Meet Frankenseam (AKA The Whip Stitch)

retrochick.JPGMichele says:

How have you been liking Home Ec 101’s recent sewing posts?  Have they inspired you to finally tackle that mending pile?  Are you rocking oh-so stylishly patched jeans?  Or are you the smart kid in class, bored and wondering when we’ll do a project that doesn’t rely on the plain old straight stitch?  If you’re one of our many resident smarties, be prepared to be excited!  Well, as excited as you can be about sewing, which in my case is really excited!  But before we get started on our new project, I’m going to teach you a very handy, super easy stitch.  It’s so easy, in fact, that you probably already know it!  It’s wonderful for making strong, albeit slightly unsightly, seams and—bonus!!—its name always gets me singing: whip stitch.  (Whip stitch good.)

The Whip Stitch:

Step 1: Thread your needle and knot your thread as you learned in steps 4, 5, and 6 the first sewing post, How to Repair an Unraveled Seam.  My pictures show contrasting doubled thread (four strands instead of two), but it’s only to make the stitches easier for you to see.

Step 2: Line up the edges of your two pieces of fabric.  Insert the needle through both layers of fabric from bottom to top.  Bring the thread around the edges of the fabric to help prevent future fraying.


Step 3: Insert the needle into the bottom of the fabric about 1/8” from your last stitch.  Again, stitch from bottom to top, making sure the thread “whips” around the fabric’s edge.  Repeat until you get to the end of your fabric.


Step 4: Turn your work so that the bottom layer is now the top layer.  Reinforce your stitching by repeating step 3, except in the opposite direction.  These new stitches shouldn’t cover the ones made in step 3, and your reinforced stitches should look a bit like X’s/crosses.  Don’t worry if your fabric’s edges start to roll, as it helps keep the seam strong.


Feel free to practice until you’re comfortable with the whip stitch.  Once you’ve got it down, you’re ready to tackle our next repair: the frankenseam.  Have you ever, say, caught the pocket of pajamas on a chair or snagged a shirt on a loose nail?  If so, you know the seemingly irreparable tears that result.  Now that you know the whip stitch, however, those snags and rips are a thing of the past.  Sure, you’re going to have some pretty wonky looking repair jobs, but if enough of us mend our clothes instead of tossing them, maybe we’ll end up making sustainablility the new black!

What You’ll Need:
  • Clothes with a tear not on the seam
  • Matching thread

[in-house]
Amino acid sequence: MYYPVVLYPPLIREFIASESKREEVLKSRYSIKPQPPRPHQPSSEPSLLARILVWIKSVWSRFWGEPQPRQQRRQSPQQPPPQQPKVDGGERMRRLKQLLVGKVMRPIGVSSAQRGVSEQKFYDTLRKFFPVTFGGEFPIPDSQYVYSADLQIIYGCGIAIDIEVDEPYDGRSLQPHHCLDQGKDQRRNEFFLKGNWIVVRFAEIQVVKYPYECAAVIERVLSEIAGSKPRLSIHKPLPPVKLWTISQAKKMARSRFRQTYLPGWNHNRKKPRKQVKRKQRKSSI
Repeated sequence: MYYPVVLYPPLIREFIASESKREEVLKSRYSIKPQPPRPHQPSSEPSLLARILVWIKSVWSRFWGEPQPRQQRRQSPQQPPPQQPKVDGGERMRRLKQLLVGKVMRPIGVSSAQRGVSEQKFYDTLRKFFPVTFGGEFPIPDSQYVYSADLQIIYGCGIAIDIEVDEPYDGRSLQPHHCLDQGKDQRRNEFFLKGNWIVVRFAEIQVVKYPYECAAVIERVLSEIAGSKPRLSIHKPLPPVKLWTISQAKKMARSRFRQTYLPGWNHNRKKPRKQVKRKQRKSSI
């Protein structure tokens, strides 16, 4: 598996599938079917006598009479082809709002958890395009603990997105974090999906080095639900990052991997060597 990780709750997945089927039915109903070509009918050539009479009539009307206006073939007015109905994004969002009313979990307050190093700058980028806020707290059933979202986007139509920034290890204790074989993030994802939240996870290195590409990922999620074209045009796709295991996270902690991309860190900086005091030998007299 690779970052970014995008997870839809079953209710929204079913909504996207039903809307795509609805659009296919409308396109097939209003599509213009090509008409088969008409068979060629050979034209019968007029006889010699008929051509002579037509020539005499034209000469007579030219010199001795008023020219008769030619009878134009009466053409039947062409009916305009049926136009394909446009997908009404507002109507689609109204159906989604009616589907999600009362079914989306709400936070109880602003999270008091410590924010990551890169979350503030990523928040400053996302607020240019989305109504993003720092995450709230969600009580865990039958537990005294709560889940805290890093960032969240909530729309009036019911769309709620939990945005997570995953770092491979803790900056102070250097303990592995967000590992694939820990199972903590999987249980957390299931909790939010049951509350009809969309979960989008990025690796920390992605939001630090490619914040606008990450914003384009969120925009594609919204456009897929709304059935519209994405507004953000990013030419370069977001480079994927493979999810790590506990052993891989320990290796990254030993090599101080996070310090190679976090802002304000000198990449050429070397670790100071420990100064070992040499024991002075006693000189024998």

• Pinking shears
  • Sharp sewing scissors
  • Fine tipped all purpose needle

Step One:  Turn your torn article of clothing inside out.  Use your pinking shears to carefully trim around the tear in order to prevent future fraying.


Step Two: Thread your needle and knot the thread just like you did before.

Step Three: Working on the wrong side of the fabric, pinch the opposite sides of the tear together so that you have two layers of fabric.  Start sewing by inserting the needle from bottom to top through both layers of fabric.  To continue, whip stitch down the length of the tear.


Step Four:  Reinforce your stitching as you did in step four of the whip stitch lesson (above).  Remember that it doesn’t have to be pretty!


Step Five: Tie off your thread, turn your project right side out, and admire your work!


Michele Newell is a housewife turned blogger turned Home Ec 101 contributor.  You can read her near daily ramblings at Dreams Unreal.


  1. Teresa on April 30, 2013 at 1:55 pm

    Just wanted to comment on “licking” the thread when you thread your needle. If you are still having difficulty getting the thread through the eye of the needle you might want to try cutting the end of the thread at an angle and threading it dry. Moisture can make thread swell and actually make it harder to thread the needle. Cutting at a 45 degree angle allows the thread to enter the eye more easily. I used to moisten my thread because that’s what I saw my mother and grandmother do, but now I always snip the end of the thread at an angle and it works like a charm.

    Thanks for the sewing-related posts!

    • Michele Newell on May 3, 2013 at 2:30 pm

      Great tip, especially when working with cotton/natural fiber threads. I do that when threading yarn onto those big plastic needles you use to sew together granny squares and the like. 🙂

  2. Jessica on April 26, 2013 at 8:39 am

    Thanks for this post! Could we darn some socks sometime soon??

    • Michele Newell on April 27, 2013 at 3:43 pm

      I have never darned a sock in my life! I figured darning went the way of the printing press once socks went from hand knitted to mass produced. 😉 I’ve darned pointe shoes, though! I promise to give the socks a shot (and share the results if it turns out well).

  3. Marianne on April 24, 2013 at 9:20 pm

    I’m really enjoying the sewing posts. Thank you. Question: why should we use pinking shears? What would happen if we used regular (fabric) scissors?

    • Michele Newell on April 24, 2013 at 9:50 pm

      For an example of what straight scissors do to fabric in the long term, think about a tear in the knee of a pair of jeans. As the hole frays and gets bigger, you get lots of strings that run across the width of the hole. The pinking shears prevent those little strings by creating tension- and fray-reducing zig zags in the fabric.

      If you need a quick short term fix sewing scissors work just fine, but pinking shears are a smart investment if you intend to machine wash and dry your projects.

      PS I got mine nearly ten years ago at a national craft store using one of the weekly “40% off any single item” coupons and they’re still going strong! 😉

      • Marianne on April 25, 2013 at 12:11 am

        Thanks! That makes a lot of sense.

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